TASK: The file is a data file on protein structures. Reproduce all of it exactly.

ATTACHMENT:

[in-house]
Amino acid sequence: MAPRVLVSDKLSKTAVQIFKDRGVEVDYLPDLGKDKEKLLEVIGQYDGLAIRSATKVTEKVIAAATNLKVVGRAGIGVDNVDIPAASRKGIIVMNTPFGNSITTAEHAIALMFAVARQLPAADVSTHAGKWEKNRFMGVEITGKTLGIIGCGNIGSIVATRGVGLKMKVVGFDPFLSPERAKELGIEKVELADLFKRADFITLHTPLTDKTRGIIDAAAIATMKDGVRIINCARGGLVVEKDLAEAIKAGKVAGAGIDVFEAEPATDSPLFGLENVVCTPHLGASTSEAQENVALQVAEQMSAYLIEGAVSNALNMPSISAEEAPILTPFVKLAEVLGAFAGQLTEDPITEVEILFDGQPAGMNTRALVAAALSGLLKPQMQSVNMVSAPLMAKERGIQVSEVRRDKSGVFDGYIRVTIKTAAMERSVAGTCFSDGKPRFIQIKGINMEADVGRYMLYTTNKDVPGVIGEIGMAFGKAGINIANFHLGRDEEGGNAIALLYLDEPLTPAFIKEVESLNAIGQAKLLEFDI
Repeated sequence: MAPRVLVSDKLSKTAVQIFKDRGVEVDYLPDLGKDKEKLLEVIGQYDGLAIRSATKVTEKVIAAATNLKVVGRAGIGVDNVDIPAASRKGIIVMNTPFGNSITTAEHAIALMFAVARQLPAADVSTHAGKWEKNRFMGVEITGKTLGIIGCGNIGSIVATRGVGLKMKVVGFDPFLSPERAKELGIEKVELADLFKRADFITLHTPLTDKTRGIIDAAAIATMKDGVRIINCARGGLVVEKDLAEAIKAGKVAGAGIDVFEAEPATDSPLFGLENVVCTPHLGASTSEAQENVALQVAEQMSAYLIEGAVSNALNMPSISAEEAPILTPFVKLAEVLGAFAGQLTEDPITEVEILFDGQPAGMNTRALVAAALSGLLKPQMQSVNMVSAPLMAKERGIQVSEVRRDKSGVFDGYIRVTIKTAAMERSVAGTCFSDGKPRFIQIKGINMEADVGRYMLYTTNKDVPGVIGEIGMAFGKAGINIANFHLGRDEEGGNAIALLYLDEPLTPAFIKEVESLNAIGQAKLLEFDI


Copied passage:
[in-house]
Amino acid sequence: MAPRVLVSDKLSKTAVQIFKDRGVEVDYLPDLGKDKEKLLEVIGQYDGLAIRSATKVTEKVIAAATNLKVVGRAGIGVDNVDIPAASRKGIIVMNTPFGNSITTAEHAIALMFAVARQLPAADVSTHAGKWEKNRFMGVEITGKTLGIIGCGNIGSIVATRGVGLKMKVVGFDPFLSPERAKELGIEKVELADLFKRADFITLHTPLTDKTRGIIDAAAIATMKDGVRIINCARGGLVVEKDLAEAIKAGKVAGAGIDVFEAEPATDSPLFGLENVVCTPHLGASTSEAQENVALQVAEQMSAYLIEGAVSNALNMPSISAEEAPILTPFVKLAEVLGAFAGQLTEDPITEVEILFDGQPAGMNTRALVAAALSGLLKPQMQSVNMVSAPLMAKERGIQVSEVRRDKSGVFDGYIRVTIKTAAMERSVAGTCFSDGKPRFIQIKGINMEADVGRYMLYTTNKDVPGVIGEIGMAFGKAGINIANFHLGRDEEGGNAIALLYLDEPLTPAFIKEVESLNAIGQAKLLEFDI
Repeated sequence: MAPRVLVSDKLSKTAVQIFKDRGVEVDYLPDLGKDKEKLLEVIGQYDGLAIRSATKVTEKVIAAATNLKVVGRAGIGVDNVDIPAASRKGIIVMNTPFGNSITTAEHAIALMFAVARQLPAADVSTHAGKWEKNRFMGVEITGKTLGIIGCGNIGSIVATRGVGLKMKVVGFDPFLSPERAKELGIEKVELADLFKRADFITLHTPLTDKTRGIIDAAAIATMKDGVRIINCARGGLVVEKDLAEAIKAGKVAGAGIDVFEAEPATDSPLFGLENVVCTPHLGASTSEAQENVALQVAEQMSAYLIEGAVSNALNMPSISAEEAPILTPFVKLAEVLGAFAGQLTEDPITEVEILFDGQPAGMNTRALVAAALSGLLKPQMQSVNMVSAPLMAKERGIQVSEVRRDKSGVFDGYIRVTIKTAAMERSVAGTCFSDGKPRFIQIKGINMEADVGRYMLYTTNKDVPGVIGEIGMAFGKAGINIANFHLGRDEEGGNAIALLYLDEPLTPAFIKEVESLNAIGQAKLLEFDI